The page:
Living in a non-muslim country isn’t always easy. The comments, the looks and the open prejudice can make even the strongest amongst us crumble. The atmosphere, the environment where it is so easy to sin, and the constant bombardment of values not our own. But there is a blessing in it, too. Our iman is strengthened when we practise in the face of adversity. When society is telling us no, the struggle to say yes is a driven force that improve our character. It makes us appreciate why we’re Muslim. Why the values we try to uphold matter. Why Allāh has prescribed certain things to be haraam. We appreciate the halal that much more.
It gives us the seeds to grow our spiritual strength as we continue to persevere. It makes us more steadfast when everything we do is questioned. When we’re a stranger amidst a suburb where Muslims are few, when we stick out like a sore thumb in every crowd. When their eyes are always zoomed into focus when they’re around us. This is our opportunity to show them how a Muslim behaves.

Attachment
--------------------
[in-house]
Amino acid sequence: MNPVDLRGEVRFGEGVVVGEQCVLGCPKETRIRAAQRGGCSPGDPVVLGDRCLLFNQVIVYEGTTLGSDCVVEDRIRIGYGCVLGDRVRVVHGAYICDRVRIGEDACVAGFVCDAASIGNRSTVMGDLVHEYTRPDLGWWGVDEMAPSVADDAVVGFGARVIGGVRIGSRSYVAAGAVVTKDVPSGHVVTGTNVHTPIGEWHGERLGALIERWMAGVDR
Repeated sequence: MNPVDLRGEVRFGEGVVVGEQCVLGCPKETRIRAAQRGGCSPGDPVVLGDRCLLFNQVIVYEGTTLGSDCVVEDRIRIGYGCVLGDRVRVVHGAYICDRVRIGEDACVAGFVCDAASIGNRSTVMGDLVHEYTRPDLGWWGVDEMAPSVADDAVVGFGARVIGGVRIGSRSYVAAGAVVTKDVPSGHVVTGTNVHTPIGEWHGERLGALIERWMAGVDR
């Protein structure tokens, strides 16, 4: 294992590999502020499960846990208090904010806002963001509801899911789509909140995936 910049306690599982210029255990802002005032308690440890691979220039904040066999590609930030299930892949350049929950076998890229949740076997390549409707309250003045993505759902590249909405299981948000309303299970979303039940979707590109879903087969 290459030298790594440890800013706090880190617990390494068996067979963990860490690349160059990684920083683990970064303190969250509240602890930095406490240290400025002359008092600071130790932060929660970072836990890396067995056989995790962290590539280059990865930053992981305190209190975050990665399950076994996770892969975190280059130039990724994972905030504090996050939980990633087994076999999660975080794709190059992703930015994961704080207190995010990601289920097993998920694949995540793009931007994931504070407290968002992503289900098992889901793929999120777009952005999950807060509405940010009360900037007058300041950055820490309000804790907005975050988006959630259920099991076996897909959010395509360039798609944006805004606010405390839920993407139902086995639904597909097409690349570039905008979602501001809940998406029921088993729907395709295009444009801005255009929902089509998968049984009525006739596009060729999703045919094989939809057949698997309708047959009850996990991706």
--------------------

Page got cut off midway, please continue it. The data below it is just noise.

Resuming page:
Ever since I started wearing niqab, I’ve been mindful of how I carry myself in public. I’m forever aware that I am a walking dawah for many of the people around me. And it forces me to behave a certain way. Before I’d shy away from even glancing at strangers, and now I want to connect with every person I come in contact with and meet.
I try to initiate conversation with the old people waiting at bus stops, I thank female store workers more cheerfully and crinkle my eyes when I speak, so they atleast know that I'm smiling, even they can't see it beneath my smile. So many people are taken a back with me, and it's clearly written on their faces. Their look of shock and bewilderment, and that pleasenment amazement that always follows. It's the most liberating sort of feeling. Being able to shift an entire perspective of a person by simply being the kindest, most confident version of myself.